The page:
DENVER (CBS4) – Denver voters will have their choice on five questions to see how big of a bond package is passed in the fall. Questions will revolve around new libraries, parks, sidewalks, and the controversial construction of a new arena and public market at the National Western Center.
On Monday, the Denver City Council voted 9-4 to put the arena proposal on the ballot. Some council members were concerned the proposal was too quick, only being introduced by Mayor Michael Hancock one month ago.
Others said their constituents are evenly split, making it a good issue for voters to decide.
The loudest outcry over the arena is coming from the residents who will live closest.
“We want taxpayers to know this is something that we can fund another way,” said Councilwoman Candi CdeBaca at a press conference before the council meeting on Monday. “We encourage voters to vote no on this specific National Western ballot question.”
The Globeville Elyria Swansea Coalition organized the event Monday afternoon where residents expressed dismay, distrust and disgust.
“We don’t feel a part of the city. We do not reap the benefits of the city as it pushes us with its economic might,” said Alfonso Espino, a member of the GES coalition. “We reject all projects that are not approved for the welfare of the community.”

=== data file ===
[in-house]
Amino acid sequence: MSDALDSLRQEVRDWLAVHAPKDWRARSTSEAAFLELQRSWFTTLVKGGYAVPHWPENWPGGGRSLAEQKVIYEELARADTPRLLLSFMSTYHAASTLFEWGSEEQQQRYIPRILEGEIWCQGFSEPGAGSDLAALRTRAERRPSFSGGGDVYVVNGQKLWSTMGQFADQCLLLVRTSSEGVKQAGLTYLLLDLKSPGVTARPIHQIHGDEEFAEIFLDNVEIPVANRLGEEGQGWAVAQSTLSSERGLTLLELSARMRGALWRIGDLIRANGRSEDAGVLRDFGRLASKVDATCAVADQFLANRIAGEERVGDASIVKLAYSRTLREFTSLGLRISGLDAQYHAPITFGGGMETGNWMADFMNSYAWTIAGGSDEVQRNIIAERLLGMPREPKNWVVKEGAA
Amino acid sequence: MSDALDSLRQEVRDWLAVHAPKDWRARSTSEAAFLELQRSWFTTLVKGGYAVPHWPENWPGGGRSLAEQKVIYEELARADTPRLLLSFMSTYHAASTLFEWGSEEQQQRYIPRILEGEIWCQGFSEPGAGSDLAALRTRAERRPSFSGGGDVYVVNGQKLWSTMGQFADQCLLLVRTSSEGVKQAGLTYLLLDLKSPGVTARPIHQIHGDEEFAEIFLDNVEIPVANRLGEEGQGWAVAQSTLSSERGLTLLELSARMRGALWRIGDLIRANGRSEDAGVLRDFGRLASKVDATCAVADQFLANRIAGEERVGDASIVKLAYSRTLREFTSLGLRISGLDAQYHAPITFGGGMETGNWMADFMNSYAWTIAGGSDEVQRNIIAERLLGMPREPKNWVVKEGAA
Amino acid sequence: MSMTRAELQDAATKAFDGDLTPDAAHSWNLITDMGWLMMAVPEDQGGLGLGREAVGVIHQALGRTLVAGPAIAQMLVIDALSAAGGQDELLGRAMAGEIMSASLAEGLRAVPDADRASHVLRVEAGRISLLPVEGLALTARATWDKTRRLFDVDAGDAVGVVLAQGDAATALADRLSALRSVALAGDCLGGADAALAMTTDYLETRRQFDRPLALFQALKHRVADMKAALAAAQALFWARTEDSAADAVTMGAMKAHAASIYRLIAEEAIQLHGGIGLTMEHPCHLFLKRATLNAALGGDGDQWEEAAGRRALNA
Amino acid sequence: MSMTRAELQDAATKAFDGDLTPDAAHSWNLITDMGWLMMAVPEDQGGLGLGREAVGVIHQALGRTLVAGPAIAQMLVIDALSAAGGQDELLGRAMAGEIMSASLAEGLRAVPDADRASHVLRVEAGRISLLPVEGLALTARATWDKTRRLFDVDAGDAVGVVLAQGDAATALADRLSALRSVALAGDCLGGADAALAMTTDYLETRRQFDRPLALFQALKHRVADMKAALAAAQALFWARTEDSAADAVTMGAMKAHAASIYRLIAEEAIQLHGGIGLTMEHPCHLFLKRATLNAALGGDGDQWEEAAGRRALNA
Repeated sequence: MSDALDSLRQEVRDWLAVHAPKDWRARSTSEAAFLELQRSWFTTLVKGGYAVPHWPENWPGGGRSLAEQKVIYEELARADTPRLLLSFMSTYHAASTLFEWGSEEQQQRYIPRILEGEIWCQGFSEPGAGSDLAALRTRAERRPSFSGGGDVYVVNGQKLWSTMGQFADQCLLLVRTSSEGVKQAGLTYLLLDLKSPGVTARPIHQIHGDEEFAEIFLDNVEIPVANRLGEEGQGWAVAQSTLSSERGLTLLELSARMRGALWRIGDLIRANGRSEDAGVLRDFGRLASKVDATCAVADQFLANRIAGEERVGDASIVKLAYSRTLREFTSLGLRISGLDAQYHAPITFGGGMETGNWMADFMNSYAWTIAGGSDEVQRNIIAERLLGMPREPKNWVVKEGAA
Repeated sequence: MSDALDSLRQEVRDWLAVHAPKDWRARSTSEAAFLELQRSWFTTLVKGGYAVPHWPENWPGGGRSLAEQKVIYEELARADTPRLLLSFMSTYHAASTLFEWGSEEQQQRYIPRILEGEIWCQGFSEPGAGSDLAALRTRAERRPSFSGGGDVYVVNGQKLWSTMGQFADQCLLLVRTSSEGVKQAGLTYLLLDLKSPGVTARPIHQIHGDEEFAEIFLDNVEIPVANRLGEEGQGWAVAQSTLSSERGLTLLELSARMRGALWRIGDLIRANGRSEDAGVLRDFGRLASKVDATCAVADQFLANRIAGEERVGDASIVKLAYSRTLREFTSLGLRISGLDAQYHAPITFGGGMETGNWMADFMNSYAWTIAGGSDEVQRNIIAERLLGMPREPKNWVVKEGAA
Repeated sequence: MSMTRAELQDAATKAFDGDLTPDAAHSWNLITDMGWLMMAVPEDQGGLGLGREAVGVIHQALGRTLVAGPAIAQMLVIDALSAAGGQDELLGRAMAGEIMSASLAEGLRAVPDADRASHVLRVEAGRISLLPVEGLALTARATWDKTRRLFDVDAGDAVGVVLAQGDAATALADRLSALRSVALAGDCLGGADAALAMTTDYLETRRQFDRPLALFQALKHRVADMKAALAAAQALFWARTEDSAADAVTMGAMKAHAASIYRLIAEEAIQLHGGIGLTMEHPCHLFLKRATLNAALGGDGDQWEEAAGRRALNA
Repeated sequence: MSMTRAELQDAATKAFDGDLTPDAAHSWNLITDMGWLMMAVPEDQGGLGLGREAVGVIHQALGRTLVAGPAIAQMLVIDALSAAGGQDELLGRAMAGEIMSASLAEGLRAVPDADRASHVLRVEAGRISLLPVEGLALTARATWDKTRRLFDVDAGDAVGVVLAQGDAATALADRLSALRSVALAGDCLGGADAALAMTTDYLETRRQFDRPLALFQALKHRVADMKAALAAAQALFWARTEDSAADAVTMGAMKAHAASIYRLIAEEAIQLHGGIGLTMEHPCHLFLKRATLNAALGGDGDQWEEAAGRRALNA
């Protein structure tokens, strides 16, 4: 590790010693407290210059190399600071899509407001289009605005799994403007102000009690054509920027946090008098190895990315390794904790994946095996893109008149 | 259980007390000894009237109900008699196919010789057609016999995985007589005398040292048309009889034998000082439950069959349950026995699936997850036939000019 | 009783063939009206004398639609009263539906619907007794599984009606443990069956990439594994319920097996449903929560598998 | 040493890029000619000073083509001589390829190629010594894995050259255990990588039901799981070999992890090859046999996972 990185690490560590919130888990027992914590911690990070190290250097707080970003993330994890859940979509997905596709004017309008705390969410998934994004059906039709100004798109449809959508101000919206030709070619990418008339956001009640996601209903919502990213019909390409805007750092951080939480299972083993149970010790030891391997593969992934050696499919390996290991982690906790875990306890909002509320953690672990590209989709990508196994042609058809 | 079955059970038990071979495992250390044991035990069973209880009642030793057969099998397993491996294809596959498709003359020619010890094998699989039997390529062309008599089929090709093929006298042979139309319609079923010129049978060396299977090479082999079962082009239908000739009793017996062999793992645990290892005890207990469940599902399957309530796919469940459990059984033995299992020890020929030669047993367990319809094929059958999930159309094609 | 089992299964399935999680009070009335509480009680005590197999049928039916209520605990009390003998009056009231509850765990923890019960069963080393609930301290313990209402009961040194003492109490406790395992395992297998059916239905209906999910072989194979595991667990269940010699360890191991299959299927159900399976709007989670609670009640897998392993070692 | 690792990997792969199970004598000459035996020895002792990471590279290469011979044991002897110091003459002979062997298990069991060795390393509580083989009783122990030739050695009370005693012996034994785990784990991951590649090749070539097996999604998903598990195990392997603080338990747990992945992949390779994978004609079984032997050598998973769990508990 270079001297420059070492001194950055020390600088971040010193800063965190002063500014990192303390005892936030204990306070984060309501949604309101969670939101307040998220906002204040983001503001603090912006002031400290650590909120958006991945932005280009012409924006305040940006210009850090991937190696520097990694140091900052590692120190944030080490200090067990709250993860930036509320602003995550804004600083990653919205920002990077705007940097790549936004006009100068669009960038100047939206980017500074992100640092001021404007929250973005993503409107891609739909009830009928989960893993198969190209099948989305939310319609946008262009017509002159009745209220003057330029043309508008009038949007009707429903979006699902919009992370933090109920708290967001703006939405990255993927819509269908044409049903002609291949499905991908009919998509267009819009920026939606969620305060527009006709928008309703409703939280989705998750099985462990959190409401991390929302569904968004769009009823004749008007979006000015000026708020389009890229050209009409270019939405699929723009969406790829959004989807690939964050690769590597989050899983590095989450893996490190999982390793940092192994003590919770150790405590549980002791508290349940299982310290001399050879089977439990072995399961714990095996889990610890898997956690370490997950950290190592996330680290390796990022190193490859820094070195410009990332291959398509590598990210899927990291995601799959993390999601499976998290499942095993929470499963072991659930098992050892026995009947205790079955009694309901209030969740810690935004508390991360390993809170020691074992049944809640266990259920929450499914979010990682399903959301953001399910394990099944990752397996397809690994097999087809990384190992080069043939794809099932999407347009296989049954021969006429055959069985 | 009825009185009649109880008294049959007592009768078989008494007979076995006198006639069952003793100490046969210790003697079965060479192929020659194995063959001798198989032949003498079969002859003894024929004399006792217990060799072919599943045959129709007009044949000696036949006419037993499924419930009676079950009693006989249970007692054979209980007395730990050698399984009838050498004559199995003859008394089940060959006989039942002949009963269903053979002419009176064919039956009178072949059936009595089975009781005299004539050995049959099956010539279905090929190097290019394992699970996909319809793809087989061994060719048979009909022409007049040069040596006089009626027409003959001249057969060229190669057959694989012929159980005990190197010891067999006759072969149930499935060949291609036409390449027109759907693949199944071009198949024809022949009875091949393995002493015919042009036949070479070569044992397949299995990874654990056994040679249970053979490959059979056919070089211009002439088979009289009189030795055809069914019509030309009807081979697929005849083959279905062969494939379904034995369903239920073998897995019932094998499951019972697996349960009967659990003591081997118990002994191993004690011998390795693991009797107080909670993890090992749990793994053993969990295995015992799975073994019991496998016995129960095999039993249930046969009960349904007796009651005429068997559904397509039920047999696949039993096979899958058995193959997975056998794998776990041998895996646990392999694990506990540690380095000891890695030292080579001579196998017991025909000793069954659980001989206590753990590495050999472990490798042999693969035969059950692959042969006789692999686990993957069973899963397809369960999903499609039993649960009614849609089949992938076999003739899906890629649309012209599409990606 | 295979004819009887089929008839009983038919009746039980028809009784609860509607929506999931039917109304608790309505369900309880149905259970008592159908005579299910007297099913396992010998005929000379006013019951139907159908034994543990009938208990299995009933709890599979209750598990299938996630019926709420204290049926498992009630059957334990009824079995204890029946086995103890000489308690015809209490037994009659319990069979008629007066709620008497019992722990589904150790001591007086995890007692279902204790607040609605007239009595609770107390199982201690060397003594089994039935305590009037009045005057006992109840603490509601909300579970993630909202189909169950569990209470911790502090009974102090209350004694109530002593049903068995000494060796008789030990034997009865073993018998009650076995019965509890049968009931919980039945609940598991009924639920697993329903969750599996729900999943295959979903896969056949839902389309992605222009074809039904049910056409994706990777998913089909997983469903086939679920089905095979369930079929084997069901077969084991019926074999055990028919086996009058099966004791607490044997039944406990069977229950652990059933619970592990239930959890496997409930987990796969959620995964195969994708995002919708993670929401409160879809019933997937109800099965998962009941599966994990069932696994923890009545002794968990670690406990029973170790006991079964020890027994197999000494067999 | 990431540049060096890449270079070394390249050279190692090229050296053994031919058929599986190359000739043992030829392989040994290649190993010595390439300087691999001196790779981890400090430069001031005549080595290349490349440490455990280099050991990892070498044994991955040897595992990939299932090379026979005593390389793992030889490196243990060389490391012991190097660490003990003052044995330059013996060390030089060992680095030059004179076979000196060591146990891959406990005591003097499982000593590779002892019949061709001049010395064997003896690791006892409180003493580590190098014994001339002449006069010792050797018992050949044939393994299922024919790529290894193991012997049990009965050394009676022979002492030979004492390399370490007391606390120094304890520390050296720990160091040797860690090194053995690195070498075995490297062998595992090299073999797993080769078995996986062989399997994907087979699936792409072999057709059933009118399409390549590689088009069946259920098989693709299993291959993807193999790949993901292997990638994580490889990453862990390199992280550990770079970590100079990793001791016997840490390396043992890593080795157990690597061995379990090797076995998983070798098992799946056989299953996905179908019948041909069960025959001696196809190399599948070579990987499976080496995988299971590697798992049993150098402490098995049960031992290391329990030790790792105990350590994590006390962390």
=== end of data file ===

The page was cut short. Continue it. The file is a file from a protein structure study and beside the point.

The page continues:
Other GES members urged the council to address housing and homelessness issues, gentrification and displacement in their neighborhood and emphasized they’ve been misled with promises from the National Western Center before.
Residents say they were promised a community investment fund seven years ago, the last time improvements to the stock show complex were on the ballot. They say a penny has never materialized. There’s also concern the city hasn’t held up its end of a community benefits agreement.
Another community investment fund has been proposed with the new arena.
“To date we still do not have any commitments on what that revenue stream would be or where it would come from,” CdeBaca said. “We’re asking for something real, tangible.”
GES has been urging the city to use the land for housing among other community benefits.
“Our futures are not exclusively tied to a public arena,” Espino said.